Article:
A SUPPLEMENT as defined by Wikipedia is:
"something that completes or enhances something else when added to it"
A good supplement is appropriate when it enhances the body's function ADDED to an already healthy lifestyle. It is NOT a replacement nor back up plan for poor lifestyle choices. This is why I DO NOT promote supplements until lifestyle habits have been adjusted for my clients and/or patients. Not before then. Only AFTER lifestyle modifications have become habit. Some folks can do this on their own, some need assistance. If you have already made adjustments to your lifestyle and think supplemental support would be helpful, then this is the blog is for YOU!
This past week I gave a talk to a small group of high school students in an elective class on nutrition. Relating to teenagers is not my specialty, especially since I was so shy during high school. Yet, with some advice from a dear friend on how to relate to teenagers by talking about how eating real food would allow you to "take a selfie without a filter" or "go to prom looking great" or "kick ass on that math test" or "improve your ability to compete against your schools rival" it actually went....um...ok?
It's hard to read these kids. One fell asleep. A couple watched me. A few did homework. I rallied, and engaged them enough with a few activities,....I think.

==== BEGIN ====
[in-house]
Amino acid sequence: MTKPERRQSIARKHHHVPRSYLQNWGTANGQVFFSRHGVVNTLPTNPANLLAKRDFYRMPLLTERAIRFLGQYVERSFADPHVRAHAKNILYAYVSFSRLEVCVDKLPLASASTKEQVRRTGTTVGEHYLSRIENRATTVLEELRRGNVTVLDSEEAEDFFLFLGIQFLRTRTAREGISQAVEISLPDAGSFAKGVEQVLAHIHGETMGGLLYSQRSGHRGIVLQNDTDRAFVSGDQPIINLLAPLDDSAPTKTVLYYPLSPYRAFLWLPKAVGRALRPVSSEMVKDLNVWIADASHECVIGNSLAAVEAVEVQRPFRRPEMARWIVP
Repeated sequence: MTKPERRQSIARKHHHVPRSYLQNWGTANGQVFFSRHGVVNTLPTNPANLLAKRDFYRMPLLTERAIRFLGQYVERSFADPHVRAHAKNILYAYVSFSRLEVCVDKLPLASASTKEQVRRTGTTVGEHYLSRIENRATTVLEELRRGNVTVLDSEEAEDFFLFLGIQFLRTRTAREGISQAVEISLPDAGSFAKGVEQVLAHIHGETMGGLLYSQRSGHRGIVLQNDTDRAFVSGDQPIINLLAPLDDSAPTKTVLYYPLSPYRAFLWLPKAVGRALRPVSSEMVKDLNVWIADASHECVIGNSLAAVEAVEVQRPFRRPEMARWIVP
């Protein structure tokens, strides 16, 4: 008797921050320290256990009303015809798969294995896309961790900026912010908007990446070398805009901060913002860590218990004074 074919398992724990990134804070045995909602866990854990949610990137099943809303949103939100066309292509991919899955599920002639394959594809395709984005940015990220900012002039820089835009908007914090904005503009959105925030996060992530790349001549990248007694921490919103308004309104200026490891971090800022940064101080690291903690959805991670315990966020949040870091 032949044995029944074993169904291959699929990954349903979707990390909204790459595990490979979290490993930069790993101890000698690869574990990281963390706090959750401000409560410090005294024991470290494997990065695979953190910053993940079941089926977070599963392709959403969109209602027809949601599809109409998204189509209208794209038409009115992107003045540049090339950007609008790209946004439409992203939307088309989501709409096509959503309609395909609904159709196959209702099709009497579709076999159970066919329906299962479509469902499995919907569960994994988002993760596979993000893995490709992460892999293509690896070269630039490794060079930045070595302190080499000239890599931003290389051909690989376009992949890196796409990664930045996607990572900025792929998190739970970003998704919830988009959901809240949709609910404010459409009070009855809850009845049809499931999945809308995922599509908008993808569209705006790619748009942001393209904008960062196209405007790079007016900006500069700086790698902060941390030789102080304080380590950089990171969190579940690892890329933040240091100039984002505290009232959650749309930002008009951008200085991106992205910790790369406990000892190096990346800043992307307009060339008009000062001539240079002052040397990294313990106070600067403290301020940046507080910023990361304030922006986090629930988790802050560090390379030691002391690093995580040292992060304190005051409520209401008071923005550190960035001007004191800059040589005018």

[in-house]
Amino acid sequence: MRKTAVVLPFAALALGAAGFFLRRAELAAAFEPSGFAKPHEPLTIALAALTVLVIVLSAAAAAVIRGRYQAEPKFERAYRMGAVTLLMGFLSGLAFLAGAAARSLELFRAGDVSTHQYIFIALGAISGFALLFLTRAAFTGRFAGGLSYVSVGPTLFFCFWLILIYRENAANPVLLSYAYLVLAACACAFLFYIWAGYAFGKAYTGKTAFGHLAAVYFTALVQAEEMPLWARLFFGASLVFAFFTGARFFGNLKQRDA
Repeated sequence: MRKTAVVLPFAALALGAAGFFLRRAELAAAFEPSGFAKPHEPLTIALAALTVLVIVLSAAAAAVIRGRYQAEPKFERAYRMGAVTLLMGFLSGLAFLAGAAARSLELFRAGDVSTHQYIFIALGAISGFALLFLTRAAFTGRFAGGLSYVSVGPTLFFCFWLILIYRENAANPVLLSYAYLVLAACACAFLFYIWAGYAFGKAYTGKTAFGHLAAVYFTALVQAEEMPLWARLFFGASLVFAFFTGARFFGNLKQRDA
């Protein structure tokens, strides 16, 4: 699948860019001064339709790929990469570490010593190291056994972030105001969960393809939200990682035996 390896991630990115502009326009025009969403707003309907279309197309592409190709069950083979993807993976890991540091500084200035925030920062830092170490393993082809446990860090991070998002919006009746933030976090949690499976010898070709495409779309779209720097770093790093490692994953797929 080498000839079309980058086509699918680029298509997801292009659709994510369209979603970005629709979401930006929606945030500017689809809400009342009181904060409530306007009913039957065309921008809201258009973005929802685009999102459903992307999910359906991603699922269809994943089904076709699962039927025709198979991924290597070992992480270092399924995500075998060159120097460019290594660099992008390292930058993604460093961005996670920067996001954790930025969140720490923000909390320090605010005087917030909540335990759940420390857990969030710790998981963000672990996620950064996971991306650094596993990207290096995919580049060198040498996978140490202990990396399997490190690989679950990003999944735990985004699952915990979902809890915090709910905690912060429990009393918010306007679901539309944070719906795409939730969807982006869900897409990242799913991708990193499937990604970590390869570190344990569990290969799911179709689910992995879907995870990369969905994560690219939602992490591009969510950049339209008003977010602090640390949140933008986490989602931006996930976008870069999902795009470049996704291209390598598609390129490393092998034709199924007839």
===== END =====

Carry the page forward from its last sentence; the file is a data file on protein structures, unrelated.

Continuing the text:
In the end, I think I made them more aware. I focussed on why the SIMPLE choice is always the best and that packages are tricky. We focussed alot on sugar as well which is why the photo above. Yes, I purchased those things to make a point about how our food is often loaded with added sugar, and if it doesn't have added sugar, it is made with chemicals.
This is a topic near and dear to my heart. I have been hesitant to share this condition because it honestly scared me to death when I first learned about it. In time, not only have I healed, but the more I understand the condition the more empowered I become to prevent it from coming back.
This is a lengthy research report, so bear with me as the details are important. I will describe the condition leaky gut (or increased intestinal permeability), how it is linked to your immune system, why it matters, causes and solutions.
***You have been warned***
Leaky gut is more specifically described as increased intestinal permeability. It is a descriptive term related to the small intestines having a reduced barrier function. This condition is not a diagnosis alone, but has been linked to many illness and symptomology.